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Since this thread has a lot of folks smarter than me answering questions, here is one regarding THAT balanced out drivers. I have a circuit with a low impedance single ended output, perfect for using the 1646, however there is no output level control. Is it a horrible idea to use, for example, a balanced 600 ohm attenuator after the 1646? If that is a bad idea, how else might one incorporate a trim control (could even be 0-6dB) without adding another opamp?
 

JohnRoberts

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Of course CMRR can be degraded by either end, or both (and even the middle... like wire).

Design engineers typically have control over only one end at a time, so focus on what they can touch.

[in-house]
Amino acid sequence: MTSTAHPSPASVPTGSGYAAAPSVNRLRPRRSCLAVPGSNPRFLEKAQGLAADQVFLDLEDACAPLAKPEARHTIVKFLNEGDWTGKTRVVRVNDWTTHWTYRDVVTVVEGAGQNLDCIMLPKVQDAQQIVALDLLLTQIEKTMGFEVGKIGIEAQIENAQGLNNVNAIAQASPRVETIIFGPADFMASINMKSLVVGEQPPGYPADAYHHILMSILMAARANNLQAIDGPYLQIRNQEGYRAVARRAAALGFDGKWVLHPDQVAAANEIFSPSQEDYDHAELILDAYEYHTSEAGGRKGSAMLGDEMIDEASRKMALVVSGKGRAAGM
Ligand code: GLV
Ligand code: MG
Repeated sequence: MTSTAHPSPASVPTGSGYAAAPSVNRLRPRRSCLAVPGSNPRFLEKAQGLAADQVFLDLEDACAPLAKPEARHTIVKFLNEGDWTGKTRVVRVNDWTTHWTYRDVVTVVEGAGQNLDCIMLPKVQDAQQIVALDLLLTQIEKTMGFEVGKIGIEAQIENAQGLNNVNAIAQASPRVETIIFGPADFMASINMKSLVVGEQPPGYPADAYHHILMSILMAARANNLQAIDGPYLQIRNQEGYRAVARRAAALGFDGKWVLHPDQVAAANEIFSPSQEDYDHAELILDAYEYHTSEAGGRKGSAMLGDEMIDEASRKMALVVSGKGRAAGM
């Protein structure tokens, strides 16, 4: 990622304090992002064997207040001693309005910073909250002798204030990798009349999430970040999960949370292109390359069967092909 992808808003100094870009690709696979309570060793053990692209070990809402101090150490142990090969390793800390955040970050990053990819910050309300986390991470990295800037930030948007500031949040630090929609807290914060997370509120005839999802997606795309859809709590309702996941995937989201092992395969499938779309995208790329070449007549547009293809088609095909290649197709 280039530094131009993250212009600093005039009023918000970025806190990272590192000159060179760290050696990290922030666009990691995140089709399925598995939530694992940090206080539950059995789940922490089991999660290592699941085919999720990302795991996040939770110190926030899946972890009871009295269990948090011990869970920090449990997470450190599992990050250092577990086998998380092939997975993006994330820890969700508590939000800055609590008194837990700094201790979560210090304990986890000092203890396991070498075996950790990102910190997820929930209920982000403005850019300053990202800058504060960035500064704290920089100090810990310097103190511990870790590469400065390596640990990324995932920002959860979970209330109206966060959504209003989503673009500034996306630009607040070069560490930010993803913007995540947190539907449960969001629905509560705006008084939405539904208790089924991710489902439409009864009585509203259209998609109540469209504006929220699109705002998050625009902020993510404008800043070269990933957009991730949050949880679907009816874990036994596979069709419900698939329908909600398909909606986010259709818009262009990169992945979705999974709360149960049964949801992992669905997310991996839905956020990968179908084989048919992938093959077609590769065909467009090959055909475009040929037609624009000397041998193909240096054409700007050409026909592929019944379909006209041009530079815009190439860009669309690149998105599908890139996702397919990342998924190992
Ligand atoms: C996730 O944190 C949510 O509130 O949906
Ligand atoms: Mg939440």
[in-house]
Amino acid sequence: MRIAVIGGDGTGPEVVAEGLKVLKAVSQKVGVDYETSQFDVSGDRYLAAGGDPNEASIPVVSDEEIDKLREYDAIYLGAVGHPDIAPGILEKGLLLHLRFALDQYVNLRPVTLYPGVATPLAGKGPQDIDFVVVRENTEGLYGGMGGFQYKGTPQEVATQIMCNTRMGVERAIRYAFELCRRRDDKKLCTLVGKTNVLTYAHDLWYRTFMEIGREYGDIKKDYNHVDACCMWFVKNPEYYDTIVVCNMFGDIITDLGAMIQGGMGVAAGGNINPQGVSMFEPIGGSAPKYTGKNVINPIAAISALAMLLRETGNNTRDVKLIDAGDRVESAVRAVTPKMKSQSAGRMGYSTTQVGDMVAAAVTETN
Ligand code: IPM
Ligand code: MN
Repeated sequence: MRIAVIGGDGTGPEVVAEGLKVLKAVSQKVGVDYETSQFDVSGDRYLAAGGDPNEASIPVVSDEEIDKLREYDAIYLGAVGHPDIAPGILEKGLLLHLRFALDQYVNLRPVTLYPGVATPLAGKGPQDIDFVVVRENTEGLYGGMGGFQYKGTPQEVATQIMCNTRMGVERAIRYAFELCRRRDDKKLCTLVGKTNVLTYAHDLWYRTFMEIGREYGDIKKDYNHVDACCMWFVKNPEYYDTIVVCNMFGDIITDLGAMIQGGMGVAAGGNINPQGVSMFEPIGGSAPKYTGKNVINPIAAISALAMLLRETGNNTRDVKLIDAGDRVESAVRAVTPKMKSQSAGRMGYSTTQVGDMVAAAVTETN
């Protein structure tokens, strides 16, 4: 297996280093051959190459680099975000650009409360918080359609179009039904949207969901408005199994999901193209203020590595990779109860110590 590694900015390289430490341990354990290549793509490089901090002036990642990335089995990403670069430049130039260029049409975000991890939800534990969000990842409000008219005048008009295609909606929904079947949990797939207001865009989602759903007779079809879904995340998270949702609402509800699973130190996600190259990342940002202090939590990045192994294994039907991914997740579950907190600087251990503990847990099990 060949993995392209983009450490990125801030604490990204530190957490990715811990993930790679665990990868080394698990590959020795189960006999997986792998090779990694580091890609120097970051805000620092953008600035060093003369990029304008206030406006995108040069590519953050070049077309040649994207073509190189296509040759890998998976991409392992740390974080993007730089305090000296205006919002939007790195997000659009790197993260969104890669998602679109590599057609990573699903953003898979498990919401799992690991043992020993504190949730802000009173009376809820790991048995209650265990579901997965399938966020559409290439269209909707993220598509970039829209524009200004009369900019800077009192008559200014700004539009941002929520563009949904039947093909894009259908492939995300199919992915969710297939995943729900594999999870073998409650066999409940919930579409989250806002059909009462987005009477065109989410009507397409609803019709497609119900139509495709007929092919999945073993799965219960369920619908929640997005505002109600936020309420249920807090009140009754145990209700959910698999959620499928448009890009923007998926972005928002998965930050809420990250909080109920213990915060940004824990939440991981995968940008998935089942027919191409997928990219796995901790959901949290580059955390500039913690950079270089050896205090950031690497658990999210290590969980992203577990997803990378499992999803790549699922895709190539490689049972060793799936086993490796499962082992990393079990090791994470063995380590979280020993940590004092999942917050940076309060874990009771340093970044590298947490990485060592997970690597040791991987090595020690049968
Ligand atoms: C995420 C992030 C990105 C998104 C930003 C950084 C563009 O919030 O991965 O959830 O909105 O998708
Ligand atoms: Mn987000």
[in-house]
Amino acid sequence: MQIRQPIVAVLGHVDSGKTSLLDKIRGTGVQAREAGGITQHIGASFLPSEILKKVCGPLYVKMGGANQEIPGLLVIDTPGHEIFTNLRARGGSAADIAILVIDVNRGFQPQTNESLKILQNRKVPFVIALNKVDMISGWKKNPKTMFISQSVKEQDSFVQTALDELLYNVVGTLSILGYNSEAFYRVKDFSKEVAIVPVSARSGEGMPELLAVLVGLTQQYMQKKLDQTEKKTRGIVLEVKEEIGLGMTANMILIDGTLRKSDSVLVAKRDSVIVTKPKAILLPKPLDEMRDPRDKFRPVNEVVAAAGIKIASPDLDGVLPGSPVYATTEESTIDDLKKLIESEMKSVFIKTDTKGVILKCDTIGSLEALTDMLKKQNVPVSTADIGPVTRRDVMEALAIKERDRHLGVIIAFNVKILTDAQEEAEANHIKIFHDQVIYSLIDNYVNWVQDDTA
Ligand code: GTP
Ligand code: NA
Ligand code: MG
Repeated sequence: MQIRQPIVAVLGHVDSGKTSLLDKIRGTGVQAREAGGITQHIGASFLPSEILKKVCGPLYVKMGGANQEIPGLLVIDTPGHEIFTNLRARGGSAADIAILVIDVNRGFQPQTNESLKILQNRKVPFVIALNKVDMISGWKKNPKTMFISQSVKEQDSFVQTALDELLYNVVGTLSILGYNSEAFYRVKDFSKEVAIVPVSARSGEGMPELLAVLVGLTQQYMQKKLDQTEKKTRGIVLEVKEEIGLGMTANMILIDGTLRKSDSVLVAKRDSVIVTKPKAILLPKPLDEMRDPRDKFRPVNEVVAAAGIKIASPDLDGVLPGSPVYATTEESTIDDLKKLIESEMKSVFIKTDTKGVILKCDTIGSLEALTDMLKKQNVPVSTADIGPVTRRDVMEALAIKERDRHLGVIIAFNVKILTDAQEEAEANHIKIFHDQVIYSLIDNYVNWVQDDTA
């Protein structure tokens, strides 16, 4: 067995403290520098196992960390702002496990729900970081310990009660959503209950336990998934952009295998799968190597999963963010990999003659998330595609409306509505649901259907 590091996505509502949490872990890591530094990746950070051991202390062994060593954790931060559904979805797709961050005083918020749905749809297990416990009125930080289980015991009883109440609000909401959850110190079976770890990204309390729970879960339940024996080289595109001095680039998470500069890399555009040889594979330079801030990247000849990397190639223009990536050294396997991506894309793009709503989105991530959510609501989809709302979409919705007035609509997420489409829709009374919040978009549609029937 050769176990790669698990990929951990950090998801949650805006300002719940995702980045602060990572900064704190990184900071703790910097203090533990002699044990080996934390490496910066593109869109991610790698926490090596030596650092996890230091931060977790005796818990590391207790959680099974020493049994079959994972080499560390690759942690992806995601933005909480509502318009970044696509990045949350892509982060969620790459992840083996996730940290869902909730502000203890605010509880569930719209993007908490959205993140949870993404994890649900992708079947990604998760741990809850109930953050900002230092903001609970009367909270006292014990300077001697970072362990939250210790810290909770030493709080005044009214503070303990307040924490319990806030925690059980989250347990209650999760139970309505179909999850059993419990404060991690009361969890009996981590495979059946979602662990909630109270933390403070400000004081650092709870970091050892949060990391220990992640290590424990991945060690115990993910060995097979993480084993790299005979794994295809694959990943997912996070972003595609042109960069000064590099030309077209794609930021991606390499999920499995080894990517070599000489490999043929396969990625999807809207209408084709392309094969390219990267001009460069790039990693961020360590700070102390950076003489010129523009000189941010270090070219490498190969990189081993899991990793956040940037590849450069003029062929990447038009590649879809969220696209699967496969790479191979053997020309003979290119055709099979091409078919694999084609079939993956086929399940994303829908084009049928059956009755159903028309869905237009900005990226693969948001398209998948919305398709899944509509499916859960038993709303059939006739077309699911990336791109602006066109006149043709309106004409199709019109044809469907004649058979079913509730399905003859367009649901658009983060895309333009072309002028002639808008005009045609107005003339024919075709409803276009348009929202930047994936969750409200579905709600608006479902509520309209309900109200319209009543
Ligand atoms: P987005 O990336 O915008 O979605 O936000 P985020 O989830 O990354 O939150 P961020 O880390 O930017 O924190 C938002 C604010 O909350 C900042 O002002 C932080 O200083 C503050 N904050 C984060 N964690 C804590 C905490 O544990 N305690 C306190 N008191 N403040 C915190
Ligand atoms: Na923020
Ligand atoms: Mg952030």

Marketers merchandise what they have to sell.

At peavey I had the luxury/pain of dealing with both ends and even some middle. :unsure:

JR
 

abbey road d enfer

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Since this thread has a lot of folks smarter than me answering questions, here is one regarding THAT balanced out drivers. I have a circuit with a low impedance single ended output, perfect for using the 1646, however there is no output level control. Is it a horrible idea to use, for example, a balanced 600 ohm attenuator after the 1646? If that is a bad idea, how else might one incorporate a trim control (could even be 0-6dB) without adding another opamp?
You've more or less answered your own question. Though I don't particularly like the idea of dissipating energy in an attenuator, it's a valid (but costly) solution.
Have you considered adding a gain control on the existing output stage? It's not always possible or easy, but it's worth investigating.